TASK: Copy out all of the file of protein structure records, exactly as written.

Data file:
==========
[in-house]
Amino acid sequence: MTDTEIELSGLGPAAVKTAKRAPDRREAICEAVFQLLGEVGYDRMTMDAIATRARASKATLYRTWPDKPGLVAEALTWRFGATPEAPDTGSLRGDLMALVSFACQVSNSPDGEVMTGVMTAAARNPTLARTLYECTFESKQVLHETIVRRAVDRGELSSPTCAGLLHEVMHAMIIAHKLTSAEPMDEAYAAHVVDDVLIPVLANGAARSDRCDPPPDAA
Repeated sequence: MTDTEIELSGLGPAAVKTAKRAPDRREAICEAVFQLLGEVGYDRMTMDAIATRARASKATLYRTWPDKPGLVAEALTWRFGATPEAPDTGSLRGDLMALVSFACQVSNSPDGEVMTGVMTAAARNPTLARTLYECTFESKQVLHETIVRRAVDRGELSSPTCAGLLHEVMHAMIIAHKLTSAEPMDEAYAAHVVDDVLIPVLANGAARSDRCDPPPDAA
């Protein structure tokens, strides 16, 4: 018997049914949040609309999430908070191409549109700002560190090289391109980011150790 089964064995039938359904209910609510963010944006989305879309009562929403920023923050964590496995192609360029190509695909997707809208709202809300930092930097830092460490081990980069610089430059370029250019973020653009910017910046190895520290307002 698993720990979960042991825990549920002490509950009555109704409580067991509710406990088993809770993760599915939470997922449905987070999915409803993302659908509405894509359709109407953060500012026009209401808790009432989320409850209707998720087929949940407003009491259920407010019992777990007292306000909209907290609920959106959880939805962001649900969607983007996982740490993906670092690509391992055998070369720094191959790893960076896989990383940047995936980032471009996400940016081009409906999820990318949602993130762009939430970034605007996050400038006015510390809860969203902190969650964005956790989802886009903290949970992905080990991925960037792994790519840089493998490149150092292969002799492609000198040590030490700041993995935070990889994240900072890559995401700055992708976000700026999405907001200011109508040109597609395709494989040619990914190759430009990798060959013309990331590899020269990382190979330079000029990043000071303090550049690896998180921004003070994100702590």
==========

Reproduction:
[in-house]
Amino acid sequence: MTDTEIELSGLGPAAVKTAKRAPDRREAICEAVFQLLGEVGYDRMTMDAIATRARASKATLYRTWPDKPGLVAEALTWRFGATPEAPDTGSLRGDLMALVSFACQVSNSPDGEVMTGVMTAAARNPTLARTLYECTFESKQVLHETIVRRAVDRGELSSPTCAGLLHEVMHAMIIAHKLTSAEPMDEAYAAHVVDDVLIPVLANGAARSDRCDPPPDAA
Repeated sequence: MTDTEIELSGLGPAAVKTAKRAPDRREAICEAVFQLLGEVGYDRMTMDAIATRARASKATLYRTWPDKPGLVAEALTWRFGATPEAPDTGSLRGDLMALVSFACQVSNSPDGEVMTGVMTAAARNPTLARTLYECTFESKQVLHETIVRRAVDRGELSSPTCAGLLHEVMHAMIIAHKLTSAEPMDEAYAAHVVDDVLIPVLANGAARSDRCDPPPDAA
């Protein structure tokens, strides 16, 4: 018997049914949040609309999430908070191409549109700002560190090289391109980011150790 089964064995039938359904209910609510963010944006989305879309009562929403920023923050964590496995192609360029190509695909997707809208709202809300930092930097830092460490081990980069610089430059370029250019973020653009910017910046190895520290307002 698993720990979960042991825990549920002490509950009555109704409580067991509710406990088993809770993760599915939470997922449905987070999915409803993302659908509405894509359709109407953060500012026009209401808790009432989320409850209707998720087929949940407003009491259920407010019992777990007292306000909209907290609920959106959880939805962001649900969607983007996982740490993906670092690509391992055998070369720094191959790893960076896989990383940047995936980032471009996400940016081009409906999820990318949602993130762009939430970034605007996050400038006015510390809860969203902190969650964005956790989802886009903290949970992905080990991925960037792994790519840089493998490149150092292969002799492609000198040590030490700041993995935070990889994240900072890559995401700055992708976000700026999405907001200011109508040109597609395709494989040619990914190759430009990798060959013309990331590899020269990382190979330079000029990043000071303090550049690896998180921004003070994100702590």